manufacturing demands a more accurate approach to costing.

    The ABC process is as follows:

    1. Identify a distinct fixed overhead cost.2. Identify the activity that causes that cost. In ABC terminology, that activity is the cost dri ver, but it might be be tter to

    think of it as the cost causer.3. Work out the cost incurred each time the activity occurs.

    4. Determine how many units are made for each inci dence of the cost causer. This is likel y to vary for each type of unit.5. Work out the cost that can be traced into each unit produced.

    See Figure 1 below.

    EXAMPLE 3

    Applying these steps to the

    fixed cost breakdown shown

    in Example 2 results in the following analysis:

    Batch set-up costs

    1. Cost of set-ups = $90,000

    2. Cost driver (or cost causer) = each batch setup (presumably)3. The number of set-ups are:

    For ordinary units 20,000/2,000 = 10

    For deluxe units 2,000/100 = 20Total set-up occasions 30

    Cost per set-up 90,000/30 = $3,000

    4. Each set-up produces 2,000 ordinary unitsEach set-up produces 100 deluxe units

    5. Ordinary units: $3,000/2,000 = $1.50/unit

    Deluxe units: $3,000/100 = $30/unit

    Material handling costs

    1. Cost of material handling2. Cost driver will be number of components handled (presumably)3. The number of material handli ng events for the year = 20 x 20,000 + 30 x 2,000 = 460,000 (from the information given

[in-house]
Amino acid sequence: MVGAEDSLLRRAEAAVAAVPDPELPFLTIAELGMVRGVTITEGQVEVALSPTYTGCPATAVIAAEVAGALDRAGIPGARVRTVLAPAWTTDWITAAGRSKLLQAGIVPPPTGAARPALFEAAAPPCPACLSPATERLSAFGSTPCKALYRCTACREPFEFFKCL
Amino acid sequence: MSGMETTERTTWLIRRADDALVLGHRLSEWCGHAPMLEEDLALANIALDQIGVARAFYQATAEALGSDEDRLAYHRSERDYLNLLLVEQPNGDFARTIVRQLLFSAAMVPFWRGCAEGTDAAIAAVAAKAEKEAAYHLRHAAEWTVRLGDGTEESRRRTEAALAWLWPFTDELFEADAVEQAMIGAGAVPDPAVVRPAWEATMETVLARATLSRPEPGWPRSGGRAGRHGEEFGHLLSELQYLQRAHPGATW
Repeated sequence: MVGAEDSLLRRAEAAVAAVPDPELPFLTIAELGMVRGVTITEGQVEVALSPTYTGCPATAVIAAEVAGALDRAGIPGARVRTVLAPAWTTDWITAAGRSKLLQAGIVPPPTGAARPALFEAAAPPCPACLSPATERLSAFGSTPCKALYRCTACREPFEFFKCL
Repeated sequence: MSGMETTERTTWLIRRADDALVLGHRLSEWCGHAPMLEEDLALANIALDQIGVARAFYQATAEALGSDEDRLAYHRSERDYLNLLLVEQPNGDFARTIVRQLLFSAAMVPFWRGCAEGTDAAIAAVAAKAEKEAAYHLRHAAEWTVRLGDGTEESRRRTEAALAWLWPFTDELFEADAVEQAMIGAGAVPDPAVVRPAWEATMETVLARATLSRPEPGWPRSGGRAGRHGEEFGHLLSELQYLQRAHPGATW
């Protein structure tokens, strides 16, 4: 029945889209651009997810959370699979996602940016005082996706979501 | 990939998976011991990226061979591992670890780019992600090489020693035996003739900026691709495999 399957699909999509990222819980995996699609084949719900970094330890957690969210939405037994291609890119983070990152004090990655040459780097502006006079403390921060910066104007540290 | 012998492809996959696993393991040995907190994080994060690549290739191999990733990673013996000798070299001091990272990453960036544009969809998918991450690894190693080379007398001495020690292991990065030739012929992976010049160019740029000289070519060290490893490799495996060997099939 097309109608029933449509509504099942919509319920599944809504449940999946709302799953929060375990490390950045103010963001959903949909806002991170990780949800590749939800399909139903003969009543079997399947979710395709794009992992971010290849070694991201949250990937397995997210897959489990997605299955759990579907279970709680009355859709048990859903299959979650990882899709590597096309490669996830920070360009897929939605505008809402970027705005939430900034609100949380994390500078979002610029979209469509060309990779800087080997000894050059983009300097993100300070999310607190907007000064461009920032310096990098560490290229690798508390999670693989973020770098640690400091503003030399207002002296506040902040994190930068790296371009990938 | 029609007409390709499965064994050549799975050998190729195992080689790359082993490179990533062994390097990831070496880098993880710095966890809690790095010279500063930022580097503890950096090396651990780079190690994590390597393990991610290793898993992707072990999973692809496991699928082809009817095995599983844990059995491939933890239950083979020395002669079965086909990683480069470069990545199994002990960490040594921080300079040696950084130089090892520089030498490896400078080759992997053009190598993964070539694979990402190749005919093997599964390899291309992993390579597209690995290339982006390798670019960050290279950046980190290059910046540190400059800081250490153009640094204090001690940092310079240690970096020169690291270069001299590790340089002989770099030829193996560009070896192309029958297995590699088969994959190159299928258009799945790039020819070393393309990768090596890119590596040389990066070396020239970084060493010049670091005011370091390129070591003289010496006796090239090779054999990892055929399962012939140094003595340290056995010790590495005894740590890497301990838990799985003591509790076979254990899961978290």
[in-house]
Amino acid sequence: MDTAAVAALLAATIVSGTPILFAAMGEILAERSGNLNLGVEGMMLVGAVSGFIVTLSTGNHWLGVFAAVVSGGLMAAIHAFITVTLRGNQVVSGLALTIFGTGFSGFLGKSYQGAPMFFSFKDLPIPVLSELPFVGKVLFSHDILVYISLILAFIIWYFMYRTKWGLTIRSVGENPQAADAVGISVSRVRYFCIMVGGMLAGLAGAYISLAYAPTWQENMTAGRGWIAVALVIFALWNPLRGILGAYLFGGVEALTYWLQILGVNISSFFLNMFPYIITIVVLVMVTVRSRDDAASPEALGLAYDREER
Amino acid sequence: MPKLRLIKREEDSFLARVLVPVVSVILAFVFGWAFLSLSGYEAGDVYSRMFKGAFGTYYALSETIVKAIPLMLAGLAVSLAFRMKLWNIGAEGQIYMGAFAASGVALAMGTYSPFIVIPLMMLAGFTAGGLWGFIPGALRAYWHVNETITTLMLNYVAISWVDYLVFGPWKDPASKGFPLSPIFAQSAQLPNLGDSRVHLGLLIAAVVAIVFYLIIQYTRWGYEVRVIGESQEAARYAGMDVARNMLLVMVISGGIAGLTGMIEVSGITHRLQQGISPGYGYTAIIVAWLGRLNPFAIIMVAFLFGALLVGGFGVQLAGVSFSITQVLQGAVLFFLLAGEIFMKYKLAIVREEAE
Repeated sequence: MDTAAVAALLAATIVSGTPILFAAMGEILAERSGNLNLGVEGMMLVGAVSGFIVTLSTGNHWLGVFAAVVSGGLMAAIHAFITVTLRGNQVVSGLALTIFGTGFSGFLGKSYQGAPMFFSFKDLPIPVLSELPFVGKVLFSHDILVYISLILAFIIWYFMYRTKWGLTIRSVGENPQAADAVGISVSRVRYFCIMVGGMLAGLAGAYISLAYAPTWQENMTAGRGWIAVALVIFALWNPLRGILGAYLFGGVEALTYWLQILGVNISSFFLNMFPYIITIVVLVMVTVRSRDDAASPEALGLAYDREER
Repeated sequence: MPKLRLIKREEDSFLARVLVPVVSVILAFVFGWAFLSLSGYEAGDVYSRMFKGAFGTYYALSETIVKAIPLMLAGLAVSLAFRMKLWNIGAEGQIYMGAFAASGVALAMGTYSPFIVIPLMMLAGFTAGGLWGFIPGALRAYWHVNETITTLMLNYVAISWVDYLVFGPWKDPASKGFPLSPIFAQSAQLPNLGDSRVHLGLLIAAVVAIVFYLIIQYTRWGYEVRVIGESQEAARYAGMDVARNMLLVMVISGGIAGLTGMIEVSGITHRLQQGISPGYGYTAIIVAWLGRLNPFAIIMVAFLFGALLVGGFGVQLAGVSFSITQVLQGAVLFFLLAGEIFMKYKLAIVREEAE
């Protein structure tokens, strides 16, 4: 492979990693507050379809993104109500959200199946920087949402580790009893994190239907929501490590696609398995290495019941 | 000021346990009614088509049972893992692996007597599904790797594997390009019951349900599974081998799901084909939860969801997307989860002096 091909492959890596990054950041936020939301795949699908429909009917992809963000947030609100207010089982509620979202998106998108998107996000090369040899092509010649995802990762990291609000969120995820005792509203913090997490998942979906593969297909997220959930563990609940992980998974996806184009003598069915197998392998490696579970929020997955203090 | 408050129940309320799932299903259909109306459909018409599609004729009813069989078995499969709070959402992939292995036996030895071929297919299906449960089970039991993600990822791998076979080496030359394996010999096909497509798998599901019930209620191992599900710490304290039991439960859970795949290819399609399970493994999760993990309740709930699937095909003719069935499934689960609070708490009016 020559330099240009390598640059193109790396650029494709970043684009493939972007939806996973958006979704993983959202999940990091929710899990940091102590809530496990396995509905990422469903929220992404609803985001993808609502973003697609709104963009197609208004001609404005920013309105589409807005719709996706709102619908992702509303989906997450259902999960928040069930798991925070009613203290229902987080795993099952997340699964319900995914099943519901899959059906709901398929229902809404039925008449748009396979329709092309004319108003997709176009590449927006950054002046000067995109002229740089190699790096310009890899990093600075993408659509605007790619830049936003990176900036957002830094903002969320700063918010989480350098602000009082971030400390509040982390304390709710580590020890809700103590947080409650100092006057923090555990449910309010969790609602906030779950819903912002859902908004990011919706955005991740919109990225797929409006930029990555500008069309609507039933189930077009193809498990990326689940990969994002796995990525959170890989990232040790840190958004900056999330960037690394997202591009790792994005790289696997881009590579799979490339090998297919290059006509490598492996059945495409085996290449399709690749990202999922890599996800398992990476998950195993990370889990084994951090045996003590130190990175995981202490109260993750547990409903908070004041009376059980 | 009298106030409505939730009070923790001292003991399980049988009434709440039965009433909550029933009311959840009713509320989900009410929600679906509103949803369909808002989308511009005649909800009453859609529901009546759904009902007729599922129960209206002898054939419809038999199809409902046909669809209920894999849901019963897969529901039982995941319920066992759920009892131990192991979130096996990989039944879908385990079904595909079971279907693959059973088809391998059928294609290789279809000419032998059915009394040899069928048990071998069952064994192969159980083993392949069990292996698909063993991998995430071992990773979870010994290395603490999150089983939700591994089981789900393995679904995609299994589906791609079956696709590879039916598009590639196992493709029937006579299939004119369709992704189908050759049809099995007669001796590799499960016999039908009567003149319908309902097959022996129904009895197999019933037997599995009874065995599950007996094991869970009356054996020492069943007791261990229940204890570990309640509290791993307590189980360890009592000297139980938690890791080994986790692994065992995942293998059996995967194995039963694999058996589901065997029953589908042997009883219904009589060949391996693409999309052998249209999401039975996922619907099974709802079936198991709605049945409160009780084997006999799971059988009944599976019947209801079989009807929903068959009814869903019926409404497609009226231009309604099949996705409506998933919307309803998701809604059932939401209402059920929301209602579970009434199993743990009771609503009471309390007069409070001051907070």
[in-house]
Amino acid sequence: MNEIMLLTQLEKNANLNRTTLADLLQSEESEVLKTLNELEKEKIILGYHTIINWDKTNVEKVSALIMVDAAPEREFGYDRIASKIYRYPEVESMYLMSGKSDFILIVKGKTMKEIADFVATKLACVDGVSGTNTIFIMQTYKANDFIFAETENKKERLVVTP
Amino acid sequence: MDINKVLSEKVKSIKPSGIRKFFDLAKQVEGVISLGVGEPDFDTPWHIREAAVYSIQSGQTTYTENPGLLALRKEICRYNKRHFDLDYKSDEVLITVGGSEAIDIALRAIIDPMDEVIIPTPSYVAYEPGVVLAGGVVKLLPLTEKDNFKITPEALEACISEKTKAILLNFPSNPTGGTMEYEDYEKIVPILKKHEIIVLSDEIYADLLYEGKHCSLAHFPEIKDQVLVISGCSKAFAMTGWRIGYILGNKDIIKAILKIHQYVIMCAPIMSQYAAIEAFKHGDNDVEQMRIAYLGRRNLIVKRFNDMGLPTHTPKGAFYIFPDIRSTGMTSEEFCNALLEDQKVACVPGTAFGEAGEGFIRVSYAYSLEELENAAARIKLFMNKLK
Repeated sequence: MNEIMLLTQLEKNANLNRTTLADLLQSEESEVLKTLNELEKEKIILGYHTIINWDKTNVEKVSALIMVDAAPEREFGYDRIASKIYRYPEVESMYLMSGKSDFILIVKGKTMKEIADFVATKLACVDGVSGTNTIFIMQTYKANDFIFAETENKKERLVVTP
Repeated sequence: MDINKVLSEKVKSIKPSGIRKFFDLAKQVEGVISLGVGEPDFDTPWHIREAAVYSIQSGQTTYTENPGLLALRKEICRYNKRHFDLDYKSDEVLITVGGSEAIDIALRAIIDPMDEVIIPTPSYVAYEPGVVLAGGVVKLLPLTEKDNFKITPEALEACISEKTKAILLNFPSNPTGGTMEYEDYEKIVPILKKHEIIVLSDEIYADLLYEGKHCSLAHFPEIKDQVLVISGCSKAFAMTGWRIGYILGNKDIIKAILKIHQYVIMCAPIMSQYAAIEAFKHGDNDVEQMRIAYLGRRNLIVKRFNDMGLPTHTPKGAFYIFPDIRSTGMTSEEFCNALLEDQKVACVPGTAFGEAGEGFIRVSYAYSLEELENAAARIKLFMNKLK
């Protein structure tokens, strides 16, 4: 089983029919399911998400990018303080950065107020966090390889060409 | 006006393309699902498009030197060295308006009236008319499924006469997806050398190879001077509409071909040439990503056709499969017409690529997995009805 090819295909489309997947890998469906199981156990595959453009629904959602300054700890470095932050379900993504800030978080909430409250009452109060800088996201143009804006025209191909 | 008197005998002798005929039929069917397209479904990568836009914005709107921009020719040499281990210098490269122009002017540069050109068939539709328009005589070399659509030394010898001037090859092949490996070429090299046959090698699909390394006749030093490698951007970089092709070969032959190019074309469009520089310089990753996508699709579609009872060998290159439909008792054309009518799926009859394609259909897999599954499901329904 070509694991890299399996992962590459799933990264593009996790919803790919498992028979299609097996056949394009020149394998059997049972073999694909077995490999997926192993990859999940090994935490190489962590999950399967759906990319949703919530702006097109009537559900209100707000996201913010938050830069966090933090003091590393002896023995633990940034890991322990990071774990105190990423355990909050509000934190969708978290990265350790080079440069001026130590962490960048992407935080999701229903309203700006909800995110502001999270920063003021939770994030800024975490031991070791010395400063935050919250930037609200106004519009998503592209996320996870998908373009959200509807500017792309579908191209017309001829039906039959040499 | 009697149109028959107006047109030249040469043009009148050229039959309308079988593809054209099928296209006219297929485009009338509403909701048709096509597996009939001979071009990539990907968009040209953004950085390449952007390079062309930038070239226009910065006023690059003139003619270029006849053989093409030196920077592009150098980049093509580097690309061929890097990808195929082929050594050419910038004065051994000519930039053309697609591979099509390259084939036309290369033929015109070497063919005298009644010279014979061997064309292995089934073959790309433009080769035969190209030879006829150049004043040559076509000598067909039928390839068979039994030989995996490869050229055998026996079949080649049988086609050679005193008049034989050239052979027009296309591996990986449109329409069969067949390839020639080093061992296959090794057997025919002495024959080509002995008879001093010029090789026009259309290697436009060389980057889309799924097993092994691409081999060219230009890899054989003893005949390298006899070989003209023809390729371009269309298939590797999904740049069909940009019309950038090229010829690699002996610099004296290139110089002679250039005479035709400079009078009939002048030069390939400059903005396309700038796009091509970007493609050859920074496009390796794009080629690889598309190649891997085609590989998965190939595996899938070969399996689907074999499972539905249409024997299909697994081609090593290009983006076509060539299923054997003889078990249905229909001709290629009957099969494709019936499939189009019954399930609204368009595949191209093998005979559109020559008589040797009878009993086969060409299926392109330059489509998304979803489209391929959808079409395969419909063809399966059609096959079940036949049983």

above)

    Cost per material handling event = $92,000/460,000 = $0.20

    4. Each ordinary unit takes 20 items of material Each deluxe uni t takes 30 items of material5. Each ordinary unit will cost $0.2 x 20 = $4/unit Each deluxe unit wil l cost $0.2 x 30 = $6/unit

    Other fixed overheads will have to be absorbed on a labour hour rate because there is no information

    provided that would allow a better approach:

    $42,000/112,000 = $0.375/labour hour

    The ABC approach to costing therefore results in the figures shown in Table 3 below. Check: total costs

    accounted for if all goes according to budget = 20,000 x 82.375 + 128.25 x 2,000 = $1,904,000, as

    before.

    Table 3, Example 3

  • 8/10/2019 Activity-based Costing _ F5 Performance Management _ ACCA Qualification _ Students _ ACCA Global

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    1/15/2015 Activity-based costing | F5 Performance Management | ACCA Qualification | Students | ACCA Global

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    Last updated: 22 Sep 2014

    Budget Ordinary units Deluxe

    units

    Units produced 20,000 2,000

    $ $

    Marginal costs(as before)

    75.00 90.00

    Fixed overheads:

    Set-up 1.50 30.00

    M at eri al